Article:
The bigger challenge was the language. I didn’t speak English when I came to America. My husband and his family didn’t speak fluent Spanish; conversations were very broken and the only translating tool I had only did one word at a time. It is truly hard for me not to be able to express myself. I had health issues which now I know as Endometriosis and it made me very ill. After going to a doctor, I couldn’t understand or truly know what was going on other than my husband saying I needed surgery. Raising a child in America when I wasn’t fluent in English was hard as well. When I took my infant son to his appointments, I couldn’t understand the doctor, not only because of the language barrier, but his accent made it very hard for me to understand what he was saying. I knew I had to learn the language which brought me to my second major obstacle: Education.
Not knowing the language was hard enough but I learned that my education in Mexico didn’t correspond to the American education which meant I had to start all over again. But took the challenge and over time I went to school and eventually got my GED. I even tutored others that were learning English and from that I got the extra push I needed to college. My push toward my education helped me to find my way but the challenges were not over yet.
I did not think it would happen but in America I faced racism. One day when I went to the store with my husband, I listed the things we needed out loud in my native tongue (such as lechuga, tomate. queso, etc.) I could sense that people were staring at us. This negative attention accelerated when I was by myself or with my child. People would walk up to me and say in a rude tone “You are in America now; you need to speak English.” Apparently they did not understand I was teaching my son to be bilingual. It came to a point in which I was threatened by a white man spewing hateful words at me just because he heard me speaking Spanish on the phone. Even at home, my in-laws began not support my son and I, only my husband. It made me very wary because I know many other immigrants who faced these attitudes.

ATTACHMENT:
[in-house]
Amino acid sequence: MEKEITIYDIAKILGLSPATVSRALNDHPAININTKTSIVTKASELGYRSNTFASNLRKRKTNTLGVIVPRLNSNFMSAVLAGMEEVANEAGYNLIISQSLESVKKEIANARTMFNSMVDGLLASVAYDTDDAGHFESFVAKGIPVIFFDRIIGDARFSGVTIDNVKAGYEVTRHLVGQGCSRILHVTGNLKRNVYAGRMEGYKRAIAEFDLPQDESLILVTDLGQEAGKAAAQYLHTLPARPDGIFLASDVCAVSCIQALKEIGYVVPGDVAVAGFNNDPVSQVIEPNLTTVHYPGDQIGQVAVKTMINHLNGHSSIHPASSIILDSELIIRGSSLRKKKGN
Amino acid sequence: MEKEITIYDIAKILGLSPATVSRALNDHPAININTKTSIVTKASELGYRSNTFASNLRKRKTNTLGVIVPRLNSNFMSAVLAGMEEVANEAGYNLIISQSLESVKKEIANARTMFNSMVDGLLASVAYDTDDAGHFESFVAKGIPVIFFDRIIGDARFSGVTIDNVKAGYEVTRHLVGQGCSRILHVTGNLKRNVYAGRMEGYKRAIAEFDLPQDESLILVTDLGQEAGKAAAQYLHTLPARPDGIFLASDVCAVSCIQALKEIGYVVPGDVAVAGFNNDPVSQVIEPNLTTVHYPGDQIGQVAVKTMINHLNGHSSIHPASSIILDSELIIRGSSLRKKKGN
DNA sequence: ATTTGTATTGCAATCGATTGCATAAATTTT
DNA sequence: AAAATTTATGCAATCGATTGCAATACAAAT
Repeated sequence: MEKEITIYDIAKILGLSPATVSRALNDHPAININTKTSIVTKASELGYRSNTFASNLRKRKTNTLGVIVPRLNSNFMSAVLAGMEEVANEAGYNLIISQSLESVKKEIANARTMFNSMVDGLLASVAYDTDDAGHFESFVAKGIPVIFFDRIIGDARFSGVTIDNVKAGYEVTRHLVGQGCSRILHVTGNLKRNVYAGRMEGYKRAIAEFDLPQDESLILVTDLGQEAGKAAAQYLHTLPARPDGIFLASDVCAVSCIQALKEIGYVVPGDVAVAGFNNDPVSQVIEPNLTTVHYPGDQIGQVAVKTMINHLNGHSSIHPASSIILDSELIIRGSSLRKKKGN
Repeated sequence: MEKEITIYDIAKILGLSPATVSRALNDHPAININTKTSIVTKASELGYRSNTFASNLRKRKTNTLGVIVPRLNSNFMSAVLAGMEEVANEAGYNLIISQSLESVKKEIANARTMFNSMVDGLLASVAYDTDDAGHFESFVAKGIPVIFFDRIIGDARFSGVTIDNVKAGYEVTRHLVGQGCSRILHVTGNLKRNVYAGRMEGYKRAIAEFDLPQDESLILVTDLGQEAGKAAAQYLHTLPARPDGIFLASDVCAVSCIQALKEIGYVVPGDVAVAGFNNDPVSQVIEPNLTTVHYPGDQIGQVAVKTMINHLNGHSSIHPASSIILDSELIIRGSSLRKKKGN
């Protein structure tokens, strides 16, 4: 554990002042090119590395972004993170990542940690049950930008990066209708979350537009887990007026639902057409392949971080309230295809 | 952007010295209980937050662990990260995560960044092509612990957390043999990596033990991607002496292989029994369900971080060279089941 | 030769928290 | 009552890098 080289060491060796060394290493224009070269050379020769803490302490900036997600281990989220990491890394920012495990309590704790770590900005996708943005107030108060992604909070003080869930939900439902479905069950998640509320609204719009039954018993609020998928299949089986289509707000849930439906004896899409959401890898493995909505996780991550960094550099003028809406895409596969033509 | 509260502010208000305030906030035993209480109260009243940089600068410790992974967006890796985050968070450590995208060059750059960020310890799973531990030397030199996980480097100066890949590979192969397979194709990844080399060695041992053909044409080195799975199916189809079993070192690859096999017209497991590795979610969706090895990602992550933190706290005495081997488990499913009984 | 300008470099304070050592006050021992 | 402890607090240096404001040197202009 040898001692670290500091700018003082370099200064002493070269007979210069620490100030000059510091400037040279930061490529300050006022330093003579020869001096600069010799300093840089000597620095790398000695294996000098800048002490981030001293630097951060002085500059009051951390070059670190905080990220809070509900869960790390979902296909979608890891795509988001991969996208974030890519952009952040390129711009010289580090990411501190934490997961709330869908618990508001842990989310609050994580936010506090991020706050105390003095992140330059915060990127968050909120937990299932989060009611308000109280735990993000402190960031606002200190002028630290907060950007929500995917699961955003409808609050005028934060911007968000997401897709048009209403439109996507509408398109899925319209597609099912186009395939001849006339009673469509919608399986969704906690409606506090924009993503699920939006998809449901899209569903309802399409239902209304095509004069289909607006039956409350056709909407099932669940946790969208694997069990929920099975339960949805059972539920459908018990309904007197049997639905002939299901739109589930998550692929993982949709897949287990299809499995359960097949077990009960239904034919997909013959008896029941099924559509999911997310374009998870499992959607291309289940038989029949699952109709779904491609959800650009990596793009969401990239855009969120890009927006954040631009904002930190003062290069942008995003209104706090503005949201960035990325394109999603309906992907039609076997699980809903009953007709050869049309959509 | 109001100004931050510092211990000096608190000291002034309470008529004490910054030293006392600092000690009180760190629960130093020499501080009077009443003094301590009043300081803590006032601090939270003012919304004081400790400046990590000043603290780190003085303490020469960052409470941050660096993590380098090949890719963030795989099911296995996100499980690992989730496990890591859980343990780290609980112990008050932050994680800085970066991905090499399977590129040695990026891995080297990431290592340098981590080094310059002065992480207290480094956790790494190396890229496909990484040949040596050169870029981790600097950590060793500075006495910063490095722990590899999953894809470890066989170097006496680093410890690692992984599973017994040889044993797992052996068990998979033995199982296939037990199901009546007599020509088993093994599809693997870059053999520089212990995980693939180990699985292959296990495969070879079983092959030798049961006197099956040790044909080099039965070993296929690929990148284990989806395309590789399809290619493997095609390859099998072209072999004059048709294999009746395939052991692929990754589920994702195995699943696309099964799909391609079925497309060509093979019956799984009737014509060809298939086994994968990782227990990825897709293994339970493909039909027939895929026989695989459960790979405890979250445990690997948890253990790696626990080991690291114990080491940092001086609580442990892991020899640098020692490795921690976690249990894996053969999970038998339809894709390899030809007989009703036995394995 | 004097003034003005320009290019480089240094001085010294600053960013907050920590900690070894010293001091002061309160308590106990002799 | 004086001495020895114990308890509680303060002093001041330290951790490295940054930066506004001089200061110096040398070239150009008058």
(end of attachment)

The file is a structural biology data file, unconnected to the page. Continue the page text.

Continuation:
As I continued to pursue my education I began to have a support system. I started going to Mott Community College in 2010 as a business major, part-time. At first I took extra caution and kept to myself. That all changed as I joined the Mott Honors College where I made friends who have become family to me. My campus is a place where I feel accepted, and even brought my son to campus to meet the Mott Campus Clowns which he enjoyed.
I have had many obstacles reaching my American Dream. The endometriosis had progressed and with the scare of uterine cancer after I had my only son, I had my uterus removed. Yet, my son is my motivation and I want to make him proud. I have the goal of one day being in international business and to understand and learn about different cultures. I hope others will be able to learn from what I experience and be more open-minded. There is so much more to each immigrant story and each story should be understood and respected; others could easily learn so much about the world from a different cultures standpoint. My new dream now is to prove that I can reach my goals no matter what I experienced as an immigrant. I am proud of who I am and where I came from.